In a perfect world, we would all like to see more and better paid police officers in Richmond, and perhaps there is even a way to get there. However, the rational approach would be to look for revenue first and to balance public safety needs against other critical needs before jumping. For example, Richmond has the worst streets in the nine-county Bay Area. It is likely that increasing the police budget will rob funds from street maintenance, park upkeep, recreational programs and economic development initiatives. Results of a city-wide poll on such needs will be available as early as next week, and it would have made sense to wait for the results before making such hugely expensive policy decisions.

For many years, I have been used to being on the short end of votes on issues involving developers, industries and public safety unions. After winning re-election in 2004 with what is still the highest vote count ever given a Richmond candidate and the election of a new non-establishment mayor in 2006, I hade high hope for a more balanced City Council that better reflected the will of the people rather than the will of special interests. Well, apparently I was wrong, and I guess I had better settle back in and once again get used to being in the minority.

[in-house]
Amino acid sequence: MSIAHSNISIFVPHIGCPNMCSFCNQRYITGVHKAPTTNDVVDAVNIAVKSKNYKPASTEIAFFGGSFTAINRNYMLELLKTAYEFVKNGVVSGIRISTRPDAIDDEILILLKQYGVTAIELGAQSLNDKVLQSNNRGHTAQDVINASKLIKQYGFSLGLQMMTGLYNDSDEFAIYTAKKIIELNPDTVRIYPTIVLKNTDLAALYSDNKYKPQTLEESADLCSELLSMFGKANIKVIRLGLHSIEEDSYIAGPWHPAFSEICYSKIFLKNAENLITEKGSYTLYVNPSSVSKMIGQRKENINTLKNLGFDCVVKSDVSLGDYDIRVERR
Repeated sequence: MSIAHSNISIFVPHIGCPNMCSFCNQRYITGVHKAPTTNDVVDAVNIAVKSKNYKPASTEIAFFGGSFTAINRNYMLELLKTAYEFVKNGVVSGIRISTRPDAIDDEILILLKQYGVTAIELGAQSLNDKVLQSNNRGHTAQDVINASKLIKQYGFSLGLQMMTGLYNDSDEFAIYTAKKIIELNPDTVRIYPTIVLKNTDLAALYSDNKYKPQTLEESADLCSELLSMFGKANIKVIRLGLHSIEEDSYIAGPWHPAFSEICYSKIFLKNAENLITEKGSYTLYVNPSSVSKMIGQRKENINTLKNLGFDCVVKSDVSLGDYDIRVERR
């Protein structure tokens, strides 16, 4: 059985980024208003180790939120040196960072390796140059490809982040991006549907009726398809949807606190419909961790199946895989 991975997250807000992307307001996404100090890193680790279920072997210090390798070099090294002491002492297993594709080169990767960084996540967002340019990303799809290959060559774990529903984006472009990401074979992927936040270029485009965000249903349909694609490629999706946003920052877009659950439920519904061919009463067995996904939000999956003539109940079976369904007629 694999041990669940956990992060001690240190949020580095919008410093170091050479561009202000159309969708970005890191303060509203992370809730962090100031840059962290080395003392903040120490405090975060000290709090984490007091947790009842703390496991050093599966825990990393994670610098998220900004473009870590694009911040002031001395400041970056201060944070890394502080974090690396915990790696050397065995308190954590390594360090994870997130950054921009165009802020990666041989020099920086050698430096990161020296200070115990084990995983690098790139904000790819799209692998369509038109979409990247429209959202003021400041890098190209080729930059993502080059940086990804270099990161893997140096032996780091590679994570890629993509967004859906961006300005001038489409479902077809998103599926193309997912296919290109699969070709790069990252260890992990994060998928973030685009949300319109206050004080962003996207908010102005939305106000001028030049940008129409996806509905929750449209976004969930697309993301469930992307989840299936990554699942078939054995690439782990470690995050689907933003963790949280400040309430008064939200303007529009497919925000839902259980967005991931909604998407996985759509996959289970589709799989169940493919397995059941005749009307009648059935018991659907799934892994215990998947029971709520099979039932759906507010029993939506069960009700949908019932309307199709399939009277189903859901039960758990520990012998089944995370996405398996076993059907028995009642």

Following is what the West County Times has to say about the matter:

Council taps funds for new officers

  RICHMOND: Move to earmark $3.8 million for more police comes despite risk of money going unused

By John Geluardi

CONTRA COSTA TIMES
Contra Costa Times

Article Launched:06/01/2007 03:07:51 AM PDT

 

Richmond will set aside millions of dollars to hire 37 new police officers even though the city has been unable to fill existing vacancies.

By a 7-2 vote this week, the council earmarked $3.8 million for the officers, with vague information about where the money would come from. Despite requests from three council members and a suggestion by City Manager Bill Lindsay to study the potential impact on city finances, Councilwoman Maria Viramontes, who wrote the proposal, refused.